Marcus Garvey, Mao Tse-Tung and Gandhi

Notes on Black-Asian Solidarity in times of Cold War politics and neoliberal fragmentation

July 10, 2024 by Eugene Puryear
Rev. Martin Luther King Jr. lays a wreath at the Mahatma Gandhi Memorial, New Delhi. Photo via: Stanford University

The movements that gave us modern India, China, and Black America were, for a time, deeply conversant with one another. Jawaharal Nehru was a lifetime member of the NAACP, whose founder, W.E.B. Du Bois was on friendly terms with Mao Tse-Tung. James Lawson, a Black Methodist Minister, who refused to fight in Korea, traveled to India, studied Gandhi, and later brought his teachings to the Civil Rights Movement. China would name Paul Robeson the Chairman of its relief efforts in World War Two. He would then go on to publish a newspaper in the heart of McCarthyism tying these strands together.

Amidst the rise of the “Asian Century” and the era of Black Presidents, the legacies of those movements are in danger. Risking being turned into a caricature by the Cold War politics, a fascistic upsurge, and the fragmentation of the world into a poorer, hungrier, more dangerous, and less livable place; recovering stories from an earlier time, underpinned by a more liberatory vision, helps us find reference points for our movements and parties to conduct the radical course corrections needed to save humanity.

Haryana to Harlem

In 1948, a journalist traveling in India reported:

“When I asked some farmers in a village in West Bengal how they felt about American assistance to “raise the standard of living/of people in underdeveloped areas such as India, one elderly farmer replied: “We will believe in America’s altruistic motives after we see the American government raise the living standard of the Negroes and extend to them full justice and equality.”[1]

This consciousness of Jim Crow policies was rooted in a long history of interaction between the Indian freedom movement and Black America. A 1922 report from US Naval Intelligence noted with concern: “the present Hindu revolutionary movement has definite connection with the Negro agitation in America.” They took note of the African Blood Brotherhood, whose leader, Cyril Briggs, noted the Indian Freedom Movement as one of a few “factors” that “help us here, right here in Harlem.”[2]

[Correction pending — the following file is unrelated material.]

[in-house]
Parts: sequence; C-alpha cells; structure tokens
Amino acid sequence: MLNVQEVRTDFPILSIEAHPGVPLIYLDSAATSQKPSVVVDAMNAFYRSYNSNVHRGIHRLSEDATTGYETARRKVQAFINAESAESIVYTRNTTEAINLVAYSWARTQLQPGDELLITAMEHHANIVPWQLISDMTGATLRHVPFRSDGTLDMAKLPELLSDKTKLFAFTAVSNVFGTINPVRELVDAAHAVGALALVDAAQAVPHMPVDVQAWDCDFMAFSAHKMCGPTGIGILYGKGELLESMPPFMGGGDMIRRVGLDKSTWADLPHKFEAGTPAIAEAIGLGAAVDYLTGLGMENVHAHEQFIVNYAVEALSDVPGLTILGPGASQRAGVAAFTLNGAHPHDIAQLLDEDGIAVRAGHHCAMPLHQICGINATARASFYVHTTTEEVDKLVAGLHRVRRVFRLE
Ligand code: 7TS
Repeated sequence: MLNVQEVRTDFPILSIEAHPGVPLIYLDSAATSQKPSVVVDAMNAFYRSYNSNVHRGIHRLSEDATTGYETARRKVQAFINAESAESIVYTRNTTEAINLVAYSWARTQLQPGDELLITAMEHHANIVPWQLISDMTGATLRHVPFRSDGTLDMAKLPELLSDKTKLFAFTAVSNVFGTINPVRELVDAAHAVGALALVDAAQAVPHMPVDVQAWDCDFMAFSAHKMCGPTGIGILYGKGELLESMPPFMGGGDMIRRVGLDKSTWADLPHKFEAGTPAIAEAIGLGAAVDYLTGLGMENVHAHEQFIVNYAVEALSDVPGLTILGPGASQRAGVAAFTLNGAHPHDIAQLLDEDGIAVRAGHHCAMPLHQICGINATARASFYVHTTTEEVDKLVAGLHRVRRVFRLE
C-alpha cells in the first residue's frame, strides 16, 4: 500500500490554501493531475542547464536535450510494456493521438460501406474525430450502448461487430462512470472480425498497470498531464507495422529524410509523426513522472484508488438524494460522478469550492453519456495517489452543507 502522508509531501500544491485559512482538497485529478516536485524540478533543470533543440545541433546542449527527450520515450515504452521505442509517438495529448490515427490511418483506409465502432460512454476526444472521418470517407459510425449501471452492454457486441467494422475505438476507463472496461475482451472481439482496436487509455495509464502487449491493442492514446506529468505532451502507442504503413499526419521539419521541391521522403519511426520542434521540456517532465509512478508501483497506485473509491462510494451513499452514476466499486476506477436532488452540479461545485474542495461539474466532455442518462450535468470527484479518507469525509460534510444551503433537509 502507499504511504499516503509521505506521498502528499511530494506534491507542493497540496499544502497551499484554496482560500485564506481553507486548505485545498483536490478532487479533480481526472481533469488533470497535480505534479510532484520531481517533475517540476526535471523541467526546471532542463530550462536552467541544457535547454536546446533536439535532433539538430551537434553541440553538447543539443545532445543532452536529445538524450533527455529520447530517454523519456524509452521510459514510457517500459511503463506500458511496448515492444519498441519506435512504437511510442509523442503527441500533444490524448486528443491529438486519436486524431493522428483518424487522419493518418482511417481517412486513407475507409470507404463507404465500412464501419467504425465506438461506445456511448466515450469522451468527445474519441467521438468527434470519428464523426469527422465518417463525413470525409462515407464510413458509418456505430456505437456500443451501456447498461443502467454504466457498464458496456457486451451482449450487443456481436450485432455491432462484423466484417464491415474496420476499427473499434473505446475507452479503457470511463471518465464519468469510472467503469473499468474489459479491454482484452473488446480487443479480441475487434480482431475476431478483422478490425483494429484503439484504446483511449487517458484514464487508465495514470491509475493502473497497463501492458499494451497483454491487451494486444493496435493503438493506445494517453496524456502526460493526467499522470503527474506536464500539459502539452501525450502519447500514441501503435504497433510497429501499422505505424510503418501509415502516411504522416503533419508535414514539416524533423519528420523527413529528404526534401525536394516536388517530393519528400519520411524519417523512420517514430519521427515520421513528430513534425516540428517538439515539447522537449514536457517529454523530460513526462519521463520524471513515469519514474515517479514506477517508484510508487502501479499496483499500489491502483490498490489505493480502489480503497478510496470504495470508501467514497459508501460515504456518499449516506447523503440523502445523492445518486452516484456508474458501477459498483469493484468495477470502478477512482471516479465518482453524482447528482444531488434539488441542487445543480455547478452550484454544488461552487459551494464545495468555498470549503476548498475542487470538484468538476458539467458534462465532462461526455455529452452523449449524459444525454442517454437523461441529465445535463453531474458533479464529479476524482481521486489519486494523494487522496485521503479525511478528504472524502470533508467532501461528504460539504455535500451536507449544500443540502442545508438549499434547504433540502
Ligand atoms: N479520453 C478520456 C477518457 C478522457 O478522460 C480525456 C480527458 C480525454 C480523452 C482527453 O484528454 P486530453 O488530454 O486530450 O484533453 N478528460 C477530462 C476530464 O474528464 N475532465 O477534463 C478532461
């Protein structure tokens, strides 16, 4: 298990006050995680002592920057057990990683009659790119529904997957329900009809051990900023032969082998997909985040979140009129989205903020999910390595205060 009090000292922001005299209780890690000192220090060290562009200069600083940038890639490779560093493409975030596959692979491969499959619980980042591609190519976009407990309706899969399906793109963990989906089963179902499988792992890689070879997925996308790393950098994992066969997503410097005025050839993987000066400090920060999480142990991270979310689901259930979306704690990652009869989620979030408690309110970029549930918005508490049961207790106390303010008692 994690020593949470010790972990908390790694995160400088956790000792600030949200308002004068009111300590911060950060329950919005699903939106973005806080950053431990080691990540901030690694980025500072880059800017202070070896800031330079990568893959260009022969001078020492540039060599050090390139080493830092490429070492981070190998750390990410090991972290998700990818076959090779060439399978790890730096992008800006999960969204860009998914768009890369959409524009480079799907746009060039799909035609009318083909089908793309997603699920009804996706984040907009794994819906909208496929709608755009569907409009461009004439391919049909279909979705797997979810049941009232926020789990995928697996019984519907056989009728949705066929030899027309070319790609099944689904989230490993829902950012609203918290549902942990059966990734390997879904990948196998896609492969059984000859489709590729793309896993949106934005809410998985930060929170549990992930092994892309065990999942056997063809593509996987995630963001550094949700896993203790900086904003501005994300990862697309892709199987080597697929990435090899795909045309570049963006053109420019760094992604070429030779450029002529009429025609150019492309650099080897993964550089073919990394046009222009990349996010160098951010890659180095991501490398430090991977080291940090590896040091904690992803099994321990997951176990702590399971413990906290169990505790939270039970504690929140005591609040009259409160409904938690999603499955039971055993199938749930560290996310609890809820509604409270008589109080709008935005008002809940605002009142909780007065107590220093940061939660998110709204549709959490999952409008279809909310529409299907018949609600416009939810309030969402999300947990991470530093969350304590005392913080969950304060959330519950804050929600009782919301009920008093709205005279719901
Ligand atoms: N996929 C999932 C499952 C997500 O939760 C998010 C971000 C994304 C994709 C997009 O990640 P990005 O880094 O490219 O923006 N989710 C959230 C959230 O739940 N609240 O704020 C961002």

Two days after Gandhi was sentenced for sedition, also in 1922, Marcus Garvey mounted the rostrum at Liberty Hall in Harlem and declared that the “imprisonment of Mahatma Gandhi will ultimately pave the way for a free and independent India.” A few of Garvey’s telegrams to Gandhi made into the pages of Young India as examples of the international support being garnered by the freedom movement.[3]

The name of Gandhi’s journal came from a book by Lala Lajpat Rai, an early member of the Indian National Congress who had been active in independence struggles since the 1880s. Traveling in the United States Rai “was shocked by [the] treatment of the Negro,” and worked to build ties between India and Black America, making contact with W.E.B Dubois. Dubois considered Rai, a “personal friend of mine…he was at my home and in my office and we were members of the same club.”[4] Rai, looking to raise awareness, wrote to Du Bois in 1927 for “any recent literature which you can send me about the treatment of Negroes in the United States and also about the activities of the Ku Klux Klan. I have a few new numbers of the Crisis from 1917 to 1920 from which I am going to quote profusely.”[5]

Rai modeled elements of his cadre training school, The Tilak School of Politics, on Tuskegee University, the Historically Black College founded by Booker T. Washington who Rai also knew.[6] After Rai was killed by British forces in 1927, Du Bois wrote to a Lahore newspaper: “When a man of his sort can be…beaten to death by a…government, then indeed revolution becomes a duty to all right-thinking men.”[7]

Across the Pacific

From the mid-1920’s to the early ‘30s, thousands of Black students joined the segregated “Colored Work Department” of the YMCA. The organization’s “respectable” nature, but international scope made it a place where students eager to break out of the Jim Crow prison could discuss “global inequalities” in light of “racial prejudice, economic inequality, and political unrest in the United States.”[8]